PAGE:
The Start Over button is a nice bail out feature for the user. Depending on the depth and complexity of the application a Start Over button allows the user to throw up their hands and start fresh, which can be a welcome addition if as a user you have gotten yourself into a pickle and you are not certain what constituted default when you began this journey.

  • I agree. The fact that it's an iPad is a bit of a red herring. The end-user shouldn't need to know/care what device is running things.
    – DA01
    Dec 7 '11 at 16:14

The start over button is not only useful for the current user. When the current user walks away from the screen and leaves the machine in a non-default state, the next user should have an easy way to start over and get the entire context of the kiosk procedure.

For example a ticket machine at a train station: when the previous user already made some selections but did not finish the procedure, the next user should be able to start making his own selections easily.

  • Thanks for your answer. I didn't think about the start over button helping the next person in line to restore the machine to it's default state. Dec 30 '11 at 14:35

In addition to a "start over" button, as mentioned previously, an automatic time-out is a must-have feature for any kiosk system. After X period of inactivity, you should reset the app to it's "home state". However, you should also provide a time-out warning before the reset, basically asking users "are you still there?" in case they're still there but not actively touching the screen. Time-outs, in particular, scream for testing... so keep pushing make sure to watch your users actually using the thing.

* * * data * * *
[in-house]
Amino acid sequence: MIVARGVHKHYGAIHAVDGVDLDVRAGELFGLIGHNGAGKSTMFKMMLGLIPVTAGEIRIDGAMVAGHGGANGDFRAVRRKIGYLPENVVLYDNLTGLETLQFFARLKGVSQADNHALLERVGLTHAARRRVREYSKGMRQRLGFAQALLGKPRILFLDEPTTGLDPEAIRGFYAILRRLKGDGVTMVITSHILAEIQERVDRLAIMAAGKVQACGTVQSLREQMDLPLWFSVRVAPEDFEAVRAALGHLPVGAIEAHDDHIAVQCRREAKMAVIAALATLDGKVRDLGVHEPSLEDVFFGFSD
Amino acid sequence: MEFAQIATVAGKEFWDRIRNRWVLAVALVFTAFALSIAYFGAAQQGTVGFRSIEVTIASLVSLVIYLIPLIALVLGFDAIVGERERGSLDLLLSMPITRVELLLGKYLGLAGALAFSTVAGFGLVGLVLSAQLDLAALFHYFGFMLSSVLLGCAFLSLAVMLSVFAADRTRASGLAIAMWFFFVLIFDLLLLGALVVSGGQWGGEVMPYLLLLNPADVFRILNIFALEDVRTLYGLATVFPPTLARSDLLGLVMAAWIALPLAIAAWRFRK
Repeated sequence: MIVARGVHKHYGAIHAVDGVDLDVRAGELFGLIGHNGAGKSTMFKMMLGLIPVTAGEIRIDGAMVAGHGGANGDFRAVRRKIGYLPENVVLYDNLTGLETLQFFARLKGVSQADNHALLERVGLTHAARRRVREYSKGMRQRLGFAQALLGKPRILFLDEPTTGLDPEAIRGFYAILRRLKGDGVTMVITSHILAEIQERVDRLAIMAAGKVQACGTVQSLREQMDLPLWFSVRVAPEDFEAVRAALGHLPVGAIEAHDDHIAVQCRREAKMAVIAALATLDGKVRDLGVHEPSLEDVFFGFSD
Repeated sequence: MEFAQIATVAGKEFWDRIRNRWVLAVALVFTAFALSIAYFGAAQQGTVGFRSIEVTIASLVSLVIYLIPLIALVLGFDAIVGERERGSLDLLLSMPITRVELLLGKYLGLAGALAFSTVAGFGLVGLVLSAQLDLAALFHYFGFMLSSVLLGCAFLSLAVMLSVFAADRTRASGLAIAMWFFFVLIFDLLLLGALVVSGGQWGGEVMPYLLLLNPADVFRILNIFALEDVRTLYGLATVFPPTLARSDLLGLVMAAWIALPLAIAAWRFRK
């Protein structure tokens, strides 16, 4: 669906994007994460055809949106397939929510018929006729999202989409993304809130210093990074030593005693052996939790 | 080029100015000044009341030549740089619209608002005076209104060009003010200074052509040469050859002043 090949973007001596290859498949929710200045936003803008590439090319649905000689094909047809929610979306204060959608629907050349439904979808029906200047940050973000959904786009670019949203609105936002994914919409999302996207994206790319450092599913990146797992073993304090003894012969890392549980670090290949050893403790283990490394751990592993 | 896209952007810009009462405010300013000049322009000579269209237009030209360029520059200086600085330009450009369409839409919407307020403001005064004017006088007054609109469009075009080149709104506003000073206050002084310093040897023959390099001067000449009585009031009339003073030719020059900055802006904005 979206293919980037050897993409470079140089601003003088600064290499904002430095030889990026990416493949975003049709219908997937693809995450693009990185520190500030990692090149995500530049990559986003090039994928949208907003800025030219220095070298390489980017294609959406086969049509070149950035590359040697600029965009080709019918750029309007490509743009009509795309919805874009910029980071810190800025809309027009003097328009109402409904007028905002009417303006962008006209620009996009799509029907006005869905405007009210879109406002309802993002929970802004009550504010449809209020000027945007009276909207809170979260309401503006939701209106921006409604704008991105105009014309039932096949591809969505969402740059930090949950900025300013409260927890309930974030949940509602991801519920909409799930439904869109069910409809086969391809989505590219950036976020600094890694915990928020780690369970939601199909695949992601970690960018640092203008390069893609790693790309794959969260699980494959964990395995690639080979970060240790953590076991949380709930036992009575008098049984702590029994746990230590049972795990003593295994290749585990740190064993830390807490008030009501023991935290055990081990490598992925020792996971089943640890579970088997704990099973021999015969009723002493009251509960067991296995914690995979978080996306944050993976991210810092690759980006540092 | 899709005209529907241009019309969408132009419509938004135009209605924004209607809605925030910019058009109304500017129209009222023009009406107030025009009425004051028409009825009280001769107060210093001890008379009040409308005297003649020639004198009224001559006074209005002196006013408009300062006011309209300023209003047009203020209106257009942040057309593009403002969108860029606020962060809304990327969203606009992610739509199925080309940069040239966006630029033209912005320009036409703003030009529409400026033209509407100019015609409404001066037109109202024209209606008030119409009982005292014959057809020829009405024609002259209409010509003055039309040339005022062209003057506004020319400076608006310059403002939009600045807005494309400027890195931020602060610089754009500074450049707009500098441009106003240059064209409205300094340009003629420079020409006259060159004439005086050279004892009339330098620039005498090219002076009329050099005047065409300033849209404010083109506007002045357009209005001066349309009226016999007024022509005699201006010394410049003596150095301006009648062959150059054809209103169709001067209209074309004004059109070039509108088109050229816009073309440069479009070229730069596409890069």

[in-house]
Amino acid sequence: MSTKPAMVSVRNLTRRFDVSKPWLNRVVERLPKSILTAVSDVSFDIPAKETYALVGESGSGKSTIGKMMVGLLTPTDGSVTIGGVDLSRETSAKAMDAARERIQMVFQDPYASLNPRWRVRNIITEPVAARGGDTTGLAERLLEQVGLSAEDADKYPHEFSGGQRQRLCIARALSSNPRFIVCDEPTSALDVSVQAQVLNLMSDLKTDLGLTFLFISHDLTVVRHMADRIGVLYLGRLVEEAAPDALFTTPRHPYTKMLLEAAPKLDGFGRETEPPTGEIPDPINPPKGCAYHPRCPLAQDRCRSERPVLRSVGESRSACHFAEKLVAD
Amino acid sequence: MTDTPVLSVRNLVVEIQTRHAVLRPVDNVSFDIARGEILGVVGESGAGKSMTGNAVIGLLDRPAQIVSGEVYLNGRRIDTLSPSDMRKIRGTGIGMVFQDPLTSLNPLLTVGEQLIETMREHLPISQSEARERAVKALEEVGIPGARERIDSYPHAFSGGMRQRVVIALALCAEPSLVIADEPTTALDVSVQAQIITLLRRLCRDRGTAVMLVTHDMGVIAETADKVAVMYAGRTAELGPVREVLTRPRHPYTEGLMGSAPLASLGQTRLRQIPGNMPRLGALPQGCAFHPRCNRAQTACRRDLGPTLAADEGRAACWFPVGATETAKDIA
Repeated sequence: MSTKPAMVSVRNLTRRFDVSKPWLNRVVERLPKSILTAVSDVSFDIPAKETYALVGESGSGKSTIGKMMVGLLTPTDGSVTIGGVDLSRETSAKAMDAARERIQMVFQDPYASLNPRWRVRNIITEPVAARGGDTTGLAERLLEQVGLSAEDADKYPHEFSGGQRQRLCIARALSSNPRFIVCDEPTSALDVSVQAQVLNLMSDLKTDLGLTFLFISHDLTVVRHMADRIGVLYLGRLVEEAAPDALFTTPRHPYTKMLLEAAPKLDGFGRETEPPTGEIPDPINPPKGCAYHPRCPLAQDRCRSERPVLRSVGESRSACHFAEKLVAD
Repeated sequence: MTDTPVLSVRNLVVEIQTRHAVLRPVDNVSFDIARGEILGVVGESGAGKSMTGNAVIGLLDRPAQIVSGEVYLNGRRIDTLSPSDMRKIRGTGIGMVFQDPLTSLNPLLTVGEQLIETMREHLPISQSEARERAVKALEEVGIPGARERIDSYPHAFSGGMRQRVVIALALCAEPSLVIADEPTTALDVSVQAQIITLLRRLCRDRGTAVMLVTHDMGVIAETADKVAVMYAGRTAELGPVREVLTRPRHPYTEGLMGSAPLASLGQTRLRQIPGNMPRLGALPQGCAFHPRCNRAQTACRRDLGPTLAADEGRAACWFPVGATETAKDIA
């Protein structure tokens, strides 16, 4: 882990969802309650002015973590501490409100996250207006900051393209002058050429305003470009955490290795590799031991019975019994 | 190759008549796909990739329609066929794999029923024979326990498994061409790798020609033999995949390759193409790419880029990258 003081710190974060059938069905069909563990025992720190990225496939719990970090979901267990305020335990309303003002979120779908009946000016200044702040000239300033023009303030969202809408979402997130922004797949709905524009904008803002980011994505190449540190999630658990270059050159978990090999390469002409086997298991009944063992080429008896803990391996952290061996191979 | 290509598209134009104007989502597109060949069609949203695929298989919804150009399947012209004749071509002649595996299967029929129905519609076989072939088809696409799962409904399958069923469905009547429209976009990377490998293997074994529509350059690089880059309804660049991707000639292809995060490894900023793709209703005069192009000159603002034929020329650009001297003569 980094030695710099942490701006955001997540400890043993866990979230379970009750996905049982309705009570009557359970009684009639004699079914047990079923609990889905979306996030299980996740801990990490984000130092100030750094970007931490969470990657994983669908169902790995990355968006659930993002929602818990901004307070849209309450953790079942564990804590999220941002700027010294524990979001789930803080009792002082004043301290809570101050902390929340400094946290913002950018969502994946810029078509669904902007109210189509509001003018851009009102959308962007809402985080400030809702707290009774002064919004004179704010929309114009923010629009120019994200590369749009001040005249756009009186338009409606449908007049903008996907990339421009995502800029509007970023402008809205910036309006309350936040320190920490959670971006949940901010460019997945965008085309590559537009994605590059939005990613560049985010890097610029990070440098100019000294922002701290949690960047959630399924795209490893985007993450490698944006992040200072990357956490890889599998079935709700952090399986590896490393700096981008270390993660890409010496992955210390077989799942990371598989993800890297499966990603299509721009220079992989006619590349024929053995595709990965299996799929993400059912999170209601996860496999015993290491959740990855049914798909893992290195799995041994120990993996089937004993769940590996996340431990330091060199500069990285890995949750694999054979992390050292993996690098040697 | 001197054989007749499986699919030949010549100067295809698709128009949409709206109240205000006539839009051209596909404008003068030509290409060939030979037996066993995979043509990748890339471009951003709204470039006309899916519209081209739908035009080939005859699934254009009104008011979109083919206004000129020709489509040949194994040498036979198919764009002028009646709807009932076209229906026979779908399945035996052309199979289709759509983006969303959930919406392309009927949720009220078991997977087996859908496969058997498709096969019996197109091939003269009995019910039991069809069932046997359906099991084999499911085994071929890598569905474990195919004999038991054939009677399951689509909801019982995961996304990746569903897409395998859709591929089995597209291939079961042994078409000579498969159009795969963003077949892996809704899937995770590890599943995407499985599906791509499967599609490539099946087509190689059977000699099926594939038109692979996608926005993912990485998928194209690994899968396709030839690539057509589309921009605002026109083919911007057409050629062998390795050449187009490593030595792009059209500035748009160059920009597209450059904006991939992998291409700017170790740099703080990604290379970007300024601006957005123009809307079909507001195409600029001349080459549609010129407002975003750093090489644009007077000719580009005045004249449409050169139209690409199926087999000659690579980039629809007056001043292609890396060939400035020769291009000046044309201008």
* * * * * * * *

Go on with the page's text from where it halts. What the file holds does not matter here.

The home state should also likely not be static, but rather be an attract loop with video/animation that entices a user to use the machine (exception: purely "functional" kiosks like airline check-in kiosks likely don't need this, as you're not really choosing to use them... and as such, they don't have to attract you to use the app).

Don't think of the app as an "iPad app", but rather as a kiosk app, as Aaron McIver previously mentioned. You can't assume that the user will be familiar with iPad conventions (or indeed, will even realize that the app is running on an iPad!), so actions should be readily apparent and have great affordances. Most tasks should be accomplished by tap, although swipe/scroll can be OK as long as the UI is readily apparent. Pinch zoom can also work, but you'll need to give explicit instructions.

In terms of general kiosk design best practices, here's one of my favorite articles on the subject. It's a little old (2004), and certainly not specific to iPad, but it will put you in the right frame of mind for the practical and logistical challenges presented by kiosks.

Good luck!

  • Thanks for the time-out warning suggestion, I forgot to mention that we were considering an automatic time-out but the time-out warning will definitely be needed. Dec 7 '11 at 18:33